Yesterday I posted on TIME magazine’s rather blatant ripoff of MAD magazine’s cover art in which the White House is morphed into the Kremlin (actually, it is St. Basil’s Cathedral which is not part of the Kremlin, but close enough for everyone to get the message.) Banal, unimaginative, and derivative are one thing. CNN has crossed into the blindingly stupid.
No. Those are not minarets. They are onion domes:
This feature is associated with Russian Orthodox churches but if you spent time in Bavaria you know it is very common to find the same feature on Catholic churches there as well as in other areas of Central Europe.
This is a minaret:
It is a tower associated with a mosque and is used for the various calls to prayer.
One can’t help but notice the crosses were also removed from the onion domes but that is not CNN’s doing… they probably wouldn’t have known what they meant anyway.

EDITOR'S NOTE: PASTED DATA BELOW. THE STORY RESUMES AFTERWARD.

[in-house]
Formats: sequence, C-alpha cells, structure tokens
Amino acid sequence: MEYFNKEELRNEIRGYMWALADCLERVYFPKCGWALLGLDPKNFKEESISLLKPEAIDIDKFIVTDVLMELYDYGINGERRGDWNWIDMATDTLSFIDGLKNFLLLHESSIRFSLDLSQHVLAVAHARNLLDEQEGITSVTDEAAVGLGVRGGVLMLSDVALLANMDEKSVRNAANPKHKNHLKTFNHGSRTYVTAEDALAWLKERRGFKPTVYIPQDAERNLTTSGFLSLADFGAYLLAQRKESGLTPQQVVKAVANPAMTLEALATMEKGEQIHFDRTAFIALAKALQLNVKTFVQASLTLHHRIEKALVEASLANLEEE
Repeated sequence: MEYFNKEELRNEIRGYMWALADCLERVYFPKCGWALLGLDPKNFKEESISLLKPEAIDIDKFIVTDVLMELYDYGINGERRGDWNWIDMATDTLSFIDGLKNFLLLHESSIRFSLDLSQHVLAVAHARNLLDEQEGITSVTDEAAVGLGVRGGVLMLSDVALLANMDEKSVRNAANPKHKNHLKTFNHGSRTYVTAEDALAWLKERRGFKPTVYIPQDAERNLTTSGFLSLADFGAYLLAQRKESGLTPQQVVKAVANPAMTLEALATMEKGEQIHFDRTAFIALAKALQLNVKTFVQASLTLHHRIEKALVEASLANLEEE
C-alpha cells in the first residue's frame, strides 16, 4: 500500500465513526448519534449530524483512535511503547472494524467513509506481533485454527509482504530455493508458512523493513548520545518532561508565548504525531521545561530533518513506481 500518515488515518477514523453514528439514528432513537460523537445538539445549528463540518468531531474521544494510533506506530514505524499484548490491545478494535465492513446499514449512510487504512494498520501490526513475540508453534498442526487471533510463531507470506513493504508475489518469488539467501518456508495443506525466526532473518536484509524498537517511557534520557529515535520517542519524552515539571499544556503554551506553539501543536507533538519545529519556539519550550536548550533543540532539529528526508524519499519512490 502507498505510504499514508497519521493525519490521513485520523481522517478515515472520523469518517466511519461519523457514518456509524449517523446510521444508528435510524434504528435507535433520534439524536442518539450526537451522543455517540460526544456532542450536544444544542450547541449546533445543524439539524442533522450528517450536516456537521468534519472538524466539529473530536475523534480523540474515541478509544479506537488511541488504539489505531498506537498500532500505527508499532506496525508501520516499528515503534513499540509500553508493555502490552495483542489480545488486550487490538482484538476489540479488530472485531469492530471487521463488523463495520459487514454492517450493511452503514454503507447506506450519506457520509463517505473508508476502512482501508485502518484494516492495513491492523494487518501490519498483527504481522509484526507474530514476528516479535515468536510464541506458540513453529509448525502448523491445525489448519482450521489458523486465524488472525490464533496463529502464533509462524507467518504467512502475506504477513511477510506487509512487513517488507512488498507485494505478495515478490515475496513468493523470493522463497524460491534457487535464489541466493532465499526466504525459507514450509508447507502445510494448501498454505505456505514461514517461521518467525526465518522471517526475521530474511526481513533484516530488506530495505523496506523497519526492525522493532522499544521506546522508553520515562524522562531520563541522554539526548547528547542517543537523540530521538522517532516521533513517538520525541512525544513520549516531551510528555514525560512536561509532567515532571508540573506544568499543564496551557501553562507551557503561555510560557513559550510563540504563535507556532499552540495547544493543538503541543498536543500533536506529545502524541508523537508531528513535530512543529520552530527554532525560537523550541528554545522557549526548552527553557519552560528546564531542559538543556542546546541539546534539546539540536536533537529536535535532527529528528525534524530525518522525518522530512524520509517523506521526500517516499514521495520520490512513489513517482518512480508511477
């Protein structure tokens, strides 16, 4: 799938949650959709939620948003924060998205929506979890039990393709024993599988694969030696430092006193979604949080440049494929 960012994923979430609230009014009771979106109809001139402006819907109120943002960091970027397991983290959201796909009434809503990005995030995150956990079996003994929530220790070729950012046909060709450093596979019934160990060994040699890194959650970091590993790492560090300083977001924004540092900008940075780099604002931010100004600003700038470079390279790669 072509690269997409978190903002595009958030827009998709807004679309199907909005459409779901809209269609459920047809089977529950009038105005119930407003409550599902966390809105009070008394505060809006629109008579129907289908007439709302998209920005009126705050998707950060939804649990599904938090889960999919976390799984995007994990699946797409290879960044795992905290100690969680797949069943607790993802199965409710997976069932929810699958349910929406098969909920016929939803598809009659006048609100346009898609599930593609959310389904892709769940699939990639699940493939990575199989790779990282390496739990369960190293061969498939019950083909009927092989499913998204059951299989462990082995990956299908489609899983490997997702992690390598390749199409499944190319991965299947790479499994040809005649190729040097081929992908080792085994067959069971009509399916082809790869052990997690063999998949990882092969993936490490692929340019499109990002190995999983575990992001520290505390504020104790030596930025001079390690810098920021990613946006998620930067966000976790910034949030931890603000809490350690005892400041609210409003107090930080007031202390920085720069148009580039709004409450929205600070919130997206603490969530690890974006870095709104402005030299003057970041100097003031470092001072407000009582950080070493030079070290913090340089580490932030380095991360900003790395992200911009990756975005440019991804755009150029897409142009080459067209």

This goes to what Michael Crichton referred to as the Gell-Mann Amnesia effect:
“Briefly stated, the Gell-Mann Amnesia effect is as follows. You open the newspaper to an article on some subject you know well. In Murray’s case, physics. In mine, show business. You read the article and see the journalist has absolutely no understanding of either the facts or the issues. Often, the article is so wrong it actually presents the story backward—reversing cause and effect. I call these the “wet streets cause rain” stories. Paper’s full of them.
In any case, you read with exasperation or amusement the multiple errors in a story, and then turn the page to national or international affairs, and read as if the rest of the newspaper was somehow more accurate about Palestine than the baloney you just read. You turn the page, and forget what you know.”
We have a news organization that is seemingly unaware that Russia is not Muslim, otherwise they would not have used the term “minaret,” or that the most famous Orthodox cathedral in the world is not a mosque and yet we are supposed to believe their reporting on other things.